FAIRBANKS, Alaska - It was a night of contention at Monday evening's Fairbanks city council meeting, as dozens of men and women filled the council chambers to stand in support of survivors of sexual assault.
The big topic wasn't on an ordinance or a resolution but the main focus was on a meme, which was posted from Fairbanks Mayor Jim Matherly's personal Facebook account. The photo posted is a parody of Nike's ad campaign with football player Colin Kaepernick.
It depicted Christine Blasey Ford taking oath before her testimony against Supreme Court Judge Brett Kavanaugh, with the Nike logo beside her and text that read "believe in something, even if you can't remember it."
Brenae Baker with the Facebook group ‘Hrrrl Scouts’ started off the public comment period at the city council meeting, addressing sexual assault and the meme that was posted.
“Women and men are assaulted in our community at a rate more frequently than anywhere else in the nation,” she said.
Almost every seat in the council chambers was filled with residents ready to share their stories and show support for survivors of sexual assault.
Another concerned citizen, Terry Boren spoke to Matherly during the night, "I was sexually molested twice before I left grade school. Once by a stranger in a dark theater when I was barely old enough to know what was happening. Of course I don't remember the man's name or the exact date so we can pretend that didn't happen."
It all began a few weeks ago, when a meme was posted online from Fairbanks Mayor Jim Matherly's personal Facebook page. The photo of Christine Blasey Ford was finally taken down a day later, after receiving an outpouring of public outrage.
Matherly posted an apology on his Facebook page, explaining that his girlfriend had posted the photo under his name. His entire Facebook page was deleted shortly after.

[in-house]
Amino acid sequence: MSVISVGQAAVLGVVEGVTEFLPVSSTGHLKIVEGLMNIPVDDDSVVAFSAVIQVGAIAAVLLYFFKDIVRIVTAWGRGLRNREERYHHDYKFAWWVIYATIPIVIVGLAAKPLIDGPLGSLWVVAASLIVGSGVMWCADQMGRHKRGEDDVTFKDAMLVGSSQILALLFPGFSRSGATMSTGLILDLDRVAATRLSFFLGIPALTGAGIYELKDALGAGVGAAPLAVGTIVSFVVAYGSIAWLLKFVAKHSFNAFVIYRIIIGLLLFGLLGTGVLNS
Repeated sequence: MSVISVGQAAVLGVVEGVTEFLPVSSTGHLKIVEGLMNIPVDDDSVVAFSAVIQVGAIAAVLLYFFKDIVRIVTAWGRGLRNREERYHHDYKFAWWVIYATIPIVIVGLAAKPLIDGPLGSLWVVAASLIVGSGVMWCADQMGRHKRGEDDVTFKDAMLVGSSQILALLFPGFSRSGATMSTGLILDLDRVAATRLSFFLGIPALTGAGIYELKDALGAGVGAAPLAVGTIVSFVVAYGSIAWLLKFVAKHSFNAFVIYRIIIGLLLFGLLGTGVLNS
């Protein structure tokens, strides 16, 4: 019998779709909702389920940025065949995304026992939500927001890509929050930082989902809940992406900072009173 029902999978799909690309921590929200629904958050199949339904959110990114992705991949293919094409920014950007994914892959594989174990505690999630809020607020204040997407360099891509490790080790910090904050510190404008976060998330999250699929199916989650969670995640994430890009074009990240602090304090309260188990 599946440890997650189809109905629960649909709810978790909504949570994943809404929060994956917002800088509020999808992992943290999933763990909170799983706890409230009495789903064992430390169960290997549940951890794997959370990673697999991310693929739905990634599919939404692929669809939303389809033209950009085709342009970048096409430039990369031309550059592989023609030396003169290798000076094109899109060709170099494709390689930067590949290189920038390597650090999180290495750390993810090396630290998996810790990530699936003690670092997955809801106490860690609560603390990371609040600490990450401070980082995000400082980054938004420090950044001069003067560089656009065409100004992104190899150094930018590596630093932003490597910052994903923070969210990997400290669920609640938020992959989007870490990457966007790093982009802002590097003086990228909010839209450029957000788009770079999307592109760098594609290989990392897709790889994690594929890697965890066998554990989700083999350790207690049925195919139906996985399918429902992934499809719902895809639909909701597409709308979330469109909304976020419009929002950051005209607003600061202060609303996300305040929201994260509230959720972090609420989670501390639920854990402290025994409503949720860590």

Countless women spoke on their sexual assault stories throughout the night, “I can still feel the gravel pressed deep into my palms as I crawled out of the backseat of his car, but I guess you don't believe me," another concerned citizen, Satya Peral said.
A few residents even took the time to share their support of Matherly during public testimony, including Andrea Costales and Shawn Williams.
“I do know him in a personal capacity as a friend and I will say he's one of the few people that I have come across that is good to his core," Costales said.
Mayor Matherly made a mistake, he apologized from the heart and he tried to explain how it happened. I personally believe he has learned and regrets that mistake," Williams added.
At the end of the hour for public testimony, it was Matherly's turn to share his side of the story, “I want to thank everybody here who shared a story or support and I truly understand the anger now. I have to say that when it was shared, I wasn't giving thought to that. I wasn't giving true thought, I wasn't giving thought to the hurtful words that would stir up emotion in people. I wasn't, I didn't,” he said.
Each council member also shared their thoughts on the topic, giving emotional testimony. Councilwoman Joy Huntington shared her experience from a sexual assault.
"I just wanted to share that I think it's, for all of us, it's our responsibility to make the whole process better and for each of us to teach women and men to be respectful of themselves and each other,” she said.
Councilman Jonathan Bagwill also spoke on sexual assault during his council members’ comments, speaking on his assault story as well.
“I was molested at the age of four by three females and from the age of nine into 11 by a respected man in this city,” he said. He also stated in his testimony that he finally told his mother when he was 19 as he felt that it was his fault.
A heavy topic bringing an emotional response from almost everyone involved. As made evident by both public and council member testimony, what may seem like a joke, isn't necessarily how everyone sees it.
As the council arrived at Mayor’s comments on the agenda, Matherly did not continue any further comments.